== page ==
Within a few years, the economic pressures of the Great Depression and the tremendous popularity of talking films took their toll. As audiences stayed home (assuming they still had homes), the 1930s saw a perilous drop in the number of new Broadway productions. When the Shuberts were forced to declare bankruptcy, Lee Shubert was the only man to bid when their theatrical empire was auctioned off. He bought back his properties at a fraction of their former value, and simultaneously left his hated brother Jacob a powerless co-figurehead. Some lesser theatres were sold off and demolished, and still others were converted to use as film houses or radio studios, but Lee kept Broadway's key venues intact and in use. In so doing he preserved New York's place as the center of the American commercial theatre -- and kept commercial theatre from following vaudeville into extinction.
World War II eventually re-energized the American economy. Many great musicals appeared in the 1940s, particularly after Oklahoma (1943) redefined the genre. But theatre rents, union minimums and advertising costs rose, making it increasingly harder for shows to turn a profit. So even as the American musical enjoyed what many have called its "golden age," the number of Broadway productions continued to gradually decline. The decades that followed saw their share of hits, but an increasing number of young producers looked for a less expensive alternative to Broadway.
Several small to midsize musicals conceived for off-Broadway rank among the most popular works ever written, including Little Shop of Horrors (1982) and Nunsense (1985). Broadway hits as diverse as Bring in Da' Noise, Bring in Da' Funk (1996) and Urinetown (2001) were born off-Broadway, and every season brings new, innovative works to New York's smaller venues.
Resurrection of 42nd Street
By the 1970s, Times Square was one of the grungiest and most dangerous neighborhoods in New York. The last quarter of the 20th Century saw the demolition of dozens of old Broadway theatres, and the construction of only four new ones. The once glamorous theatres along 42nd Street (including the New Amsterdam) were all in varying states of disrepair. Some showed pornography or kung fu films, while others were crudely converted into retail space. Many felt the decline of Times Square was irreversible.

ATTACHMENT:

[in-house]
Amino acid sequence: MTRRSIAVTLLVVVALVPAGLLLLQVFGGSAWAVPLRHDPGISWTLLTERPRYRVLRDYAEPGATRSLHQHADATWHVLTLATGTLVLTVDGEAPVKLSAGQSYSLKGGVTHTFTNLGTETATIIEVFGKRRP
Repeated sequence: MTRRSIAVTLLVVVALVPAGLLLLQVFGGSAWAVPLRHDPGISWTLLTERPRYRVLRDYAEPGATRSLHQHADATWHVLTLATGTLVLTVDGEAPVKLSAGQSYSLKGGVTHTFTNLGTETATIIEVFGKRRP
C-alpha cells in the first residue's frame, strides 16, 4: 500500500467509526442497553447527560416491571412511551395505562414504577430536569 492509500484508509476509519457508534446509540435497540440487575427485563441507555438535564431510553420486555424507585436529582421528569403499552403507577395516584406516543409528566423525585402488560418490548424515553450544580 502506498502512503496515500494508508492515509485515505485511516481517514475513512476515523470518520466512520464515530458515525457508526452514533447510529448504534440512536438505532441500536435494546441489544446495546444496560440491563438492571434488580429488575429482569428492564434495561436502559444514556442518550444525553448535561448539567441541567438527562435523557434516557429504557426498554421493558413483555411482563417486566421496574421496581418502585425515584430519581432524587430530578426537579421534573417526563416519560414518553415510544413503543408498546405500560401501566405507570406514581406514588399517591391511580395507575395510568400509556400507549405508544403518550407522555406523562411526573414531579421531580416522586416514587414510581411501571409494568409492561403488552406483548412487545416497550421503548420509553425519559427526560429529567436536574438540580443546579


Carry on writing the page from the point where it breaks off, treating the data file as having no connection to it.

The 1980s saw Broadway dominated by imported mega-musicals (Cats, Les Miserables), and the 1990s saw the rise of well-heeled producing corporations like Disney (Beauty and the Beast, Lion King). These hits brought more theatergoers to Times Square, proving that the district had fresh commercial potential. As several new high-rise hotels were built, and a series of major corporations (MTV, ABC, etc.) established a new presence in the neighborhood, tawdriness gave way to a renewed sense of high tech glamour.
On the down side, theatrical production costs continued to rise, and so did the price of tickets. Orchestra seats that went for $8 in 1965 were $45 by 1985, and $100 by 2001 a far steeper rise than the overall increase in the cost of living. Theatre attendees became increasingly old and increasingly well-heeled. With the young and the poor effectively shut out, the once popular pastime of theatre was becoming a subculture for the select few who could either afford to pay full price or insiders with access to complimentary tickets.
But New York's theatre district is once again a prime tourist attraction, and the theatre remains a key factor in the city's financial well-being. According to the League of Theatre Owners and Producers, Broadway shows currently sell one and a half billion dollars worth of tickets annually. Figure in hotels, restaurants and stores, and it is estimated that theatergoers contribute four and a half billion dollars to the local economy. Although skeptics may grumble about the future of New York City and the viability of commercial theatre, it appears that neither one is about to disappear.